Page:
the payment was predicated upon the achievement of certain financial results that were subsequently the subject of a substantial restatement;

 

 

the participant engaged in fraud or misconduct that caused or partially caused the need for the substantial restatement; and

 

 

a lower payment would have been made based upon the restated financial results.

In each such instance, the Company will, to the extent practicable, seek to recover the amount by which the individual participant’s compensation for the relevant period exceeded the lower payment that would have been made based on the restated financial results, plus a reasonable rate of interest.

Our equity-based compensation agreements state that following termination of employment, certain benefits (including equity-based compensation) will be forfeited if the NEO engages in activities adverse to the Company. These activities include:

 

 

competition with the Company during a specified period after termination of employment;

 

 

solicitation of the Company’s clients or employees during a specified period after termination of employment;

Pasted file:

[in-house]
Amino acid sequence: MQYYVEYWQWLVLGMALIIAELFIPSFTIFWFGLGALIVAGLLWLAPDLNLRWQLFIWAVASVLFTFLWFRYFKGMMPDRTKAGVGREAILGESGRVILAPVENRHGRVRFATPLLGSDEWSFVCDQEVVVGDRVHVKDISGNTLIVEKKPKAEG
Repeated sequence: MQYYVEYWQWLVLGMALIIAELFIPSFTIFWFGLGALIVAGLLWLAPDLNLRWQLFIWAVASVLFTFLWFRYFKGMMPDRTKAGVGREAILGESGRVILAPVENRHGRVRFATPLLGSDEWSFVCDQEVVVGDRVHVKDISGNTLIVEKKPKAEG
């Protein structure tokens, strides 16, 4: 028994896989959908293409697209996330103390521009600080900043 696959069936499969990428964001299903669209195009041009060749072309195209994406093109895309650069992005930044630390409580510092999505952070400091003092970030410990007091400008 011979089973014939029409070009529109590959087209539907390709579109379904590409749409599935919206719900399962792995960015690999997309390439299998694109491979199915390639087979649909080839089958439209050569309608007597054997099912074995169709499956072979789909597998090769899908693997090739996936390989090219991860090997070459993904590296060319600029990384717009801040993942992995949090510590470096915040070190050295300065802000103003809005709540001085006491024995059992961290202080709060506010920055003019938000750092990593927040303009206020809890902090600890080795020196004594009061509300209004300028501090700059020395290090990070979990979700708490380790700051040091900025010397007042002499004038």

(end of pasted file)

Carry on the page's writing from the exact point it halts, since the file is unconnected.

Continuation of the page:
breach of confidentiality either during or after employment; or

 

 

engaging in conduct which is detrimental to the Company during the NEO’s employment with the Company.

Should any of these activities occur, the Company may cancel all or any outstanding portion of the equity awards subject to this provision, and recover the gross value of any vested restricted shares and vested performance shares, including all dividends. In the case of non-qualified stock options, the Company may suspend the NEO’s right to exercise the option and/or may declare the option forfeited. In addition, the Company may seek to recover all profits from certain prior exercises as liquidated damages and pursue other available legal remedies.

Perquisites

Our NEOs receive benefits in the form of vacation, health insurance, life insurance, Company matching contributions to the 401(k) Plan when such contributions are in effect, and other benefits, which are generally available to all our employees. We do not provide our NEOs with pension arrangements, post-retirement health coverage, or other similar benefits, with the exception of access to a non-qualified and unfunded deferred compensation plan.

Deferred Compensation